This is going to be a long answer. So, it’s better to grab some popcorn and let us deal with this question. There are two possible life cycles of a star. The cycle is different for small stars and big stars. What life cycle will a star follow is determined by its solar mass.
Stages in the life cycle of a small star:
Protostar: Stars, as you all know, are formed in nebulae. Dust particles start accumulating in globules when there is cause a gravitational collapse in the nebulae. They accumulate as a reaction to the constant gravitational collapse and this contraction starts heating them up and they start developing their gravity and attract other particles towards them. Some of these globules do not reach the star and later become their planets. These globules heat up to 15 million degree Celsius. They are called protostars.
Main sequence star: Once the temperature reaches 15 million degrees, the hydrogen starts its fusion process into helium. This fusion in a small star can last for billions of years. This globule forms the core of the star. This fusion means that the contraction of particles stops and energy is radiated outside and the star starts shining. The star is then called the main sequence star. The sun is a main sequence star. (Image below: Main Sequence Star)
Red Giant: Once the star has converted all of its hydrogens into helium, it starts cooling down and the helium starts fusing into carbon. This process extends the star’s surface spontaneously reducing its temperature. The star literally bloats up and is then called a red giant. The red giant is significantly cooler and larger than the original star. Once the helium in the core runs out, the star starts its final journey. (Image Below: Predicted Red Giant Sizes)
Planetary Nebula: The outer surfaces start dissipating in gaseous forms and start going away from the core of the star and these nebulae form new stars and planets in them. The planetary nebulae last until only the core of the star remains(nearly 80% of original mass). (Image Below: Planetary Nebula)
Dwarf: After the outer gases have dissipated, the core usually of iron by now, shines with a bright white light which slowly dims as the star keeps losing its energy. This is known as a white dwarf. When the dwarf has stopped shining, this is known as a black dwarf.
Stages in the life cycle of a large star:
Supergiant: Large Stars have a different journey after reaching the main sequence stage. Once the hydrogen runs out the inner core of this star starts fusing in non-uniform patterns forming layers of different elements inside and around an iron core. These stars expand vehemently and form extremely large stars. These are called as Supergiants. Supergiants exist in two forms and keep changing form from blue to red although the red one is more common. (Image Below: Imagery of a blue supergiant)
Supernova: Red giants have an unstable core and once the core fuse more and have a significant amount of iron in the core, it becomes unstable. The resultant star is extremely unstable and has gravitational anomalies within its core. When these different physical anomalies exist there is a chance of a pressure degeneracy which leads to gravitational collapse and a violent explosion of the star known as a supernova. Supernovas are huge and are the birthplace of new stars. They are extremely beautiful and bright. (Image Below: Supernova)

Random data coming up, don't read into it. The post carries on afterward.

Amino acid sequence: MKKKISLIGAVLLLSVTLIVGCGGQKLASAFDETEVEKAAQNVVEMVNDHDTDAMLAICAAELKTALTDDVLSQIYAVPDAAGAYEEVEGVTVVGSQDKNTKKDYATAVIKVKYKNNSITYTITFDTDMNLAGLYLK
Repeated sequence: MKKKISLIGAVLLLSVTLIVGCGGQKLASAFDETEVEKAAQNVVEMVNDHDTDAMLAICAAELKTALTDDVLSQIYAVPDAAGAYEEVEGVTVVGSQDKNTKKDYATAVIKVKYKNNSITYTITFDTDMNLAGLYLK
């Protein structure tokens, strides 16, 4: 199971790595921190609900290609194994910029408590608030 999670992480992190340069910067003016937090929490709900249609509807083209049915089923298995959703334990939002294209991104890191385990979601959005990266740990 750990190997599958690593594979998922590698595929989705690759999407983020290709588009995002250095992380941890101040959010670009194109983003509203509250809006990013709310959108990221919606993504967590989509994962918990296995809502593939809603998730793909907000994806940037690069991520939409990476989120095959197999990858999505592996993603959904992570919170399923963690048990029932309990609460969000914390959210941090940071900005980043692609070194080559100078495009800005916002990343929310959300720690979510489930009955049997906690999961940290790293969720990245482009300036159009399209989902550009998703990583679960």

Neutron star and Black Holes: The remnant of the supernova can either become a neutron star or a black hole. Neutron Stars are fast-spinning stars with an extremely dense body and a very strong gravitational pull. If the remaining core is large enough it collapses into a singularity and forms what is called a black hole. Black holes have no surface but its gravitational pull is high enough to distort the dimensions of space.(Image Below: CGI Representation of a black hole from the movie Interstellar)
The exact lifetime of a star depends very much on its size. A star is formed in clouds of gas and dust, known as nebulae. Nuclear reactions at the star's center provides enough energy to make them shine brightly for many years. Very large, massive stars burn their fuel much faster than smaller stars and may only last a few hundred thousand years. Smaller stars, however, will last for several billion years, because they burn their fuel much more slowly.
Eventually, the hydrogen fuel that powers the nuclear reactions within stars will begin to run out, and they will enter the final phases of their lifetime. They will expand, cool and change color to become red giants over time. The path they follow beyond that depends on the mass of the star.
Like the sun, small stars will undergo a relatively peaceful and beautiful death that sees them pass through a planetary nebula phase to become a white dwarf, this eventually cools down over time leaving a brown dwarf. Massive stars, however, will experience a most energetic and violent end, which will see their remains scattered about the cosmos in a supernova.
A lot of people would like to know how stars form. Stars usually form in the midst of clouds and dust. The stars will the have a core that will hold all of the energy that the stars will use up during their whole lifetime. The length of time that stars are going to be available will depend on the type of star.
It will start as a cloud of gas that will become a protostar. If in case you are not aware of this term, a protostar is a baby star. It will then become a T-Tauri before it becomes a part of the main sequence stars.
It will become a red giant before the heavier elements will start to make further changes to the star. Then it will become a supernova and it will eventually burst when it has used up all of its energy.